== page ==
Prizes boost careers and create role models. But some of the most prestigious awards are also among those with the most secretive selection processes — and that fuels the under-representation of women and people from minority groups among winners.
At its annual general assembly in Vienna last month, the European Geosciences Union (EGU) did something unusual. The chair of its awards committee, Thomas Blunier, presented a breakdown, by gender, of prize nominees and nominators since 2014. The data were revealing. Although women make up 37% of the society’s members, they made just 20% of nominations — suggesting that women are less likely to nominate than men. The data also showed that people tend to favour their own gender when making nominations — with men most likely to nominate other men.
This is clearly a problem, but awareness of the situation opens the door to fixing it. Although women are still under-represented in EGU nominations, their share of awards is now approaching their representation among EGU members, thanks to corrective measures taken by the organization’s awards committee. Sadly, however, the EGU is among the outliers — most scientific societies do not make nomination data public. They should consider doing so, because understanding patterns in nominations and nominees is integral to determining why members of groups that are marginalized in science remain under-represented among prizewinners.
Systemic barriers mean that women and people of colour, and especially women of colour, are under-represented in science in high-income nations. But this alone doesn’t suffice as an explanation for award-givers, because even when the imbalance is taken into account, women remain under-represented in prizes. According to an analysis of 141 top prizes awarded over the period from 2001 to 2020, the proportion given to women fell short of the proportion of female professors in several fields1.
The situation could well be even worse for minority genders and people of colour, but the data needed to assess this are rarely collected. The authors of an unpublished analysis of almost 9,000 winners of science prizes dating back to the eighteenth century (presented at this year’s EGU meeting) managed to identify just one woman of colour.
That said, some efforts are under way to make prizes fairer. In mathematics, for example, the International Mathematical Union, which awards the Fields Medal, has introduced guidelines to make nominators and award-committee members aware of unconscious bias. Many prize nomination forms now include statements encouraging nominators to consider diversity, and the committees that award Nobel prizes have told Nature that they are attempting to increase diversity in nominees and that the proportion of women nominated is rising. No Black person has won a natural-science prize in the awards’ 121-year history, and just 22 women have done so.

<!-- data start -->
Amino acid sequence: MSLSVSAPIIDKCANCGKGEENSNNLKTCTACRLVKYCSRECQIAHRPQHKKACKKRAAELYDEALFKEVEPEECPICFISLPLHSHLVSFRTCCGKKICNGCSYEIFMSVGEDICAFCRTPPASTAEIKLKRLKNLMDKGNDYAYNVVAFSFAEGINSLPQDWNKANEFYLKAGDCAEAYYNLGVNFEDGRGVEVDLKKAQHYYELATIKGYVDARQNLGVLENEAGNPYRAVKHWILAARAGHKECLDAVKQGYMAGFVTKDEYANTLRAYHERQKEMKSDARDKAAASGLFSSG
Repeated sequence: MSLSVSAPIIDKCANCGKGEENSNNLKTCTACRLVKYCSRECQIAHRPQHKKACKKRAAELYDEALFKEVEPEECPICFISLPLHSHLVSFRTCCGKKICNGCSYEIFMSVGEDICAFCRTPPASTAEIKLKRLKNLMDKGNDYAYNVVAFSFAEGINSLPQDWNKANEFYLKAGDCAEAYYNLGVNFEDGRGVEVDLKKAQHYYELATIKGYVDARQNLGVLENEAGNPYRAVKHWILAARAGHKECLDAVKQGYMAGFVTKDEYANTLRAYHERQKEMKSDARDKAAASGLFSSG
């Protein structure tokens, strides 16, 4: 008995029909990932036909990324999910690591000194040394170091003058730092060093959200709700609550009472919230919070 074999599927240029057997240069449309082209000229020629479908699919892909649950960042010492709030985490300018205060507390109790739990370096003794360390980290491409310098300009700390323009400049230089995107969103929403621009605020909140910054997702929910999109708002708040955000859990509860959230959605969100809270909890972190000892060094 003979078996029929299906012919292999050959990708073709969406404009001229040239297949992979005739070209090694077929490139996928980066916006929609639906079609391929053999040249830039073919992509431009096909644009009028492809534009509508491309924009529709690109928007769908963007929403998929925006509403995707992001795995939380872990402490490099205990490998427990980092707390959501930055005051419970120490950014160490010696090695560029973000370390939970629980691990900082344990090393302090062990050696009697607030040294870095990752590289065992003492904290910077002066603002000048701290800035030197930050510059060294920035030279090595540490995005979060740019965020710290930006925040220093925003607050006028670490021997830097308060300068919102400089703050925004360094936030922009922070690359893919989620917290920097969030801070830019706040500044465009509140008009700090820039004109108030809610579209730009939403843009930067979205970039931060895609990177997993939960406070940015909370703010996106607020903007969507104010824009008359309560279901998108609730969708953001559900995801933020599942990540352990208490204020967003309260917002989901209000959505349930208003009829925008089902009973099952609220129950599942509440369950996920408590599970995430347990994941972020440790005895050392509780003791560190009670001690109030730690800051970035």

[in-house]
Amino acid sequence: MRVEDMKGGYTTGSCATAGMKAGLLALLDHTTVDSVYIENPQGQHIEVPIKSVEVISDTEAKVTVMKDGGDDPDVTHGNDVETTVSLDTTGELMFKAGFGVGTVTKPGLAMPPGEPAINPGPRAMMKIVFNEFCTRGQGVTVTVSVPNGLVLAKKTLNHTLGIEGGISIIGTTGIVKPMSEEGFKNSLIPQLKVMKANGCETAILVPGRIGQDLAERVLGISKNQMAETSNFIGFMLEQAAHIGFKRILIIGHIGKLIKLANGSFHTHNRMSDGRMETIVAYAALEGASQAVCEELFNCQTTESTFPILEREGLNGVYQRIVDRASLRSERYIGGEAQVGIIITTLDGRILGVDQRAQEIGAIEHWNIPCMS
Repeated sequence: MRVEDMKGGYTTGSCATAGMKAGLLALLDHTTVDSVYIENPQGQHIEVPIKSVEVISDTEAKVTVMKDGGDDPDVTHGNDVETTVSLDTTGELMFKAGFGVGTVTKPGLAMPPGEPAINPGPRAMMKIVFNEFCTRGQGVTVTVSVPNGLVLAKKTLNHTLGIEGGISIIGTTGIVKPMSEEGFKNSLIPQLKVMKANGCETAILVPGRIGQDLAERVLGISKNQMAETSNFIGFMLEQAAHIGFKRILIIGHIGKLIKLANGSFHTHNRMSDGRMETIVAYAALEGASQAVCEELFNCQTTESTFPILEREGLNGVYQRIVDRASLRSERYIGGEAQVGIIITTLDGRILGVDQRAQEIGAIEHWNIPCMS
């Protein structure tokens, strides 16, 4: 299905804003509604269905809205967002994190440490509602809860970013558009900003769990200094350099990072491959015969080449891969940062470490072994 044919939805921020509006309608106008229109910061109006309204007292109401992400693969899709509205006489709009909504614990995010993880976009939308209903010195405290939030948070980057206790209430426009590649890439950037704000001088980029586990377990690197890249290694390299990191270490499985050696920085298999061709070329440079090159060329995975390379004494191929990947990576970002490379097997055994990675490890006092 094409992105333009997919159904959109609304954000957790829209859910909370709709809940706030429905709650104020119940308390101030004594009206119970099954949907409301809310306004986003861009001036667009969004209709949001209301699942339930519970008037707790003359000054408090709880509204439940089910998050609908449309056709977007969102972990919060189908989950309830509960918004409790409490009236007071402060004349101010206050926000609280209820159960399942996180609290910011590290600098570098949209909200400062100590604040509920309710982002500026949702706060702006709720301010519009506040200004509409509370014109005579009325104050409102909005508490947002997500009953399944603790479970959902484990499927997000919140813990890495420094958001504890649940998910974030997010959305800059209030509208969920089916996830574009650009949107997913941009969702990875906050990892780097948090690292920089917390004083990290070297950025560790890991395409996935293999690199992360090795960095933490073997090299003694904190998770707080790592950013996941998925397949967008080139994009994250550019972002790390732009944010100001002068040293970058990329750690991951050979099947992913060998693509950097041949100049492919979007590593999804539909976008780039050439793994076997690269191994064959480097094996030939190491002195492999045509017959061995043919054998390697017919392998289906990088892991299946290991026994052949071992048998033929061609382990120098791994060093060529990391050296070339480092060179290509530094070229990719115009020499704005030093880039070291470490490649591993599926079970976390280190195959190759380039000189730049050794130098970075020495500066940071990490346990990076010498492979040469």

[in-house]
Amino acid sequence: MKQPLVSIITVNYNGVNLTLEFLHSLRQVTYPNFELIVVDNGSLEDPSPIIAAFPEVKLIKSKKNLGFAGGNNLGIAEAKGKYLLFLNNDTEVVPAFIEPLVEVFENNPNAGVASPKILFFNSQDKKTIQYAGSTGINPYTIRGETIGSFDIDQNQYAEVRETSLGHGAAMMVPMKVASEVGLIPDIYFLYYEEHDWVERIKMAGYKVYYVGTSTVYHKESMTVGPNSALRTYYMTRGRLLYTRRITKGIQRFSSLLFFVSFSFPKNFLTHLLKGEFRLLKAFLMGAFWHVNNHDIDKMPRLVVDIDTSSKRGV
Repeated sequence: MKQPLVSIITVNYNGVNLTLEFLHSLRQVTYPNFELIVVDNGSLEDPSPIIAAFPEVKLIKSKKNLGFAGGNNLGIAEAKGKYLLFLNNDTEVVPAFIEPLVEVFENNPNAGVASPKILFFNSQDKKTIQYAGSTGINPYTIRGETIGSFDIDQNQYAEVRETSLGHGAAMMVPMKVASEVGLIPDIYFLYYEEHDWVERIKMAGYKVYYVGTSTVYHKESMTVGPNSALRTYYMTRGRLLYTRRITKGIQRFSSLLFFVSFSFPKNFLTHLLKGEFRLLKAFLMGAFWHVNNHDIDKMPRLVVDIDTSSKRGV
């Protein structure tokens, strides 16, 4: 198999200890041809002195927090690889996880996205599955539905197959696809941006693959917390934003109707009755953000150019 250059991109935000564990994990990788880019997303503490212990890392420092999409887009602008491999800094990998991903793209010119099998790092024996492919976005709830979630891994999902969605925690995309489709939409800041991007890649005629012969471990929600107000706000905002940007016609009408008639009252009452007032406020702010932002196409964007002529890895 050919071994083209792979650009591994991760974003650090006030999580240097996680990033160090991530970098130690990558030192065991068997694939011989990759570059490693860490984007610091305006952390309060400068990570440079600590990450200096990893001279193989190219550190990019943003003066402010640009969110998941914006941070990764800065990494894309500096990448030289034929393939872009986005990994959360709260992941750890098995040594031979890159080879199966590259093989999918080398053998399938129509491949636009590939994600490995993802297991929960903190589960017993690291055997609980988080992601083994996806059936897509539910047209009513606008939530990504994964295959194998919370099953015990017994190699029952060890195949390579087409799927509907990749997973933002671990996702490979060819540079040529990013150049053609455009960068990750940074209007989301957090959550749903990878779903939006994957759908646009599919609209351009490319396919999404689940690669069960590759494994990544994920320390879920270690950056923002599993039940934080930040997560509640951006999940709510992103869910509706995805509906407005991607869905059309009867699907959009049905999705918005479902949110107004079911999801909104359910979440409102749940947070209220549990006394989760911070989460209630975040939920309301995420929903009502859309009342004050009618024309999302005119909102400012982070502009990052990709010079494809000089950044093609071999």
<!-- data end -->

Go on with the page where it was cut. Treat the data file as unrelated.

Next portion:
However, neither the organizers of the Fields Medal nor the organizers of the Nobel prizes publish up-to-date aggregate data on nominators or nominees. Similarly, these data are not published for awards and prizes given by Nature. We are taking measures to improve diversity, and, in future, will publish aggregate data on how applications break down by region and by gender.
The necessity of data
Nobel committee members revealed to Science last year that women made up just 7–8% of 2021 chemistry nominees2, although this, they said, was double the figure in 2018. The EGU’s example shows the necessity of such data to understanding where imbalances lie and correcting them. Prize-givers, including Nature, should find ways to collect and publish nomination data, in particular information on race, ethnicity and country of origin; Blunier noted that the EGU does not yet record these data.
Prize-givers also need to widen their nomination pools. In 2019, Nature suggested that award organizers might cast their nets wider when seeking nominations3 by approaching networks that include academies of science in low- and middle-income countries, such as the International Science Council and the World Academy of Sciences. This is still not happening on the scale that it needs to. Of the three major prize-awarding organizations approached by Nature, only the Norwegian Academy of Science and Letters, which is responsible for the Kavli prizes and the Abel Prize, does so; it has done this since at least 2018. Members of the committees awarding Nobel prizes in physics, chemistry and economics say that invitations are global, going each year to faculty members at around 200 of 1,600 universities, chosen on a rotating basis. However, no information is released on their geographical distribution.
Universities can also play a part, particularly in boosting diversity in awards for which nominations are open, rather than invitation-only. Institutions can encourage a wider range of staff to submit nominations by training them in how to do it successfully, helping them with the administrative burden and encouraging them to put forward colleagues from under-represented groups.
Sadly, these measures will not make science prizes match global diversity, at least not straight away. Many prizes are based on work carried out decades ago, when the barriers to entering science were even higher than they are today for people from under-represented groups and countries. Excellent science and scientists exist everywhere. At the very least, professional societies must ensure that their nomination pools are representative of their communities. Greater transparency and a wider, more-diverse pool of nominees increases the chance of awards rewarding excellence, rather than amplifying existing networks of prestige.